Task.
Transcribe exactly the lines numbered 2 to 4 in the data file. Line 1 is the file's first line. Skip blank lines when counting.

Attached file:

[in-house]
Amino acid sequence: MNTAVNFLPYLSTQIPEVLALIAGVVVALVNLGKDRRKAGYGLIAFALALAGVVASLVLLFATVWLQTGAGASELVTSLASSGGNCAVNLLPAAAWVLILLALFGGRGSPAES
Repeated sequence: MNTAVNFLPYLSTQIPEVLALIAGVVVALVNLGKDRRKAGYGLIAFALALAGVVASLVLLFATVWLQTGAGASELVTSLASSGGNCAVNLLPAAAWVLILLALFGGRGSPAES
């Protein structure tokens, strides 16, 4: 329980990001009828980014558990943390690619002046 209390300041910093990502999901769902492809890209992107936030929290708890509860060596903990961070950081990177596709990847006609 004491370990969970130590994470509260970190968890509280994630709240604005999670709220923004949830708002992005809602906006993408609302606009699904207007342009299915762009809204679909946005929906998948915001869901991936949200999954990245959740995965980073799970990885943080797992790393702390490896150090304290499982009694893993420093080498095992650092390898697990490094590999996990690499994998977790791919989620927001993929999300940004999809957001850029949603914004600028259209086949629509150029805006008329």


Amino acid sequence: MNTAVNFLPYLSTQIPEVLALIAGVVVALVNLGKDRRKAGYGLIAFALALAGVVASLVLLFATVWLQTGAGASELVTSLASSGGNCAVNLLPAAAWVLILLALFGGRGSPAES
Repeated sequence: MNTAVNFLPYLSTQIPEVLALIAGVVVALVNLGKDRRKAGYGLIAFALALAGVVASLVLLFATVWLQTGAGASELVTSLASSGGNCAVNLLPAAAWVLILLALFGGRGSPAES
């Protein structure tokens, strides 16, 4: 329980990001009828980014558990943390690619002046 209390300041910093990502999901769902492809890209992107936030929290708890509860060596903990961070950081990177596709990847006609 004491370990969970130590994470509260970190968890509280994630709240604005999670709220923004949830708002992005809602906006993408609302606009699904207007342009299915762009809204679909946005929906998948915001869901991936949200999954990245959740995965980073799970990885943080797992790393702390490896150090304290499982009694893993420093080498095992650092390898697990490094590999996990690499994998977790791919989620927001993929999300940004999809957001850029949603914004600028259209086949629509150029805006008329």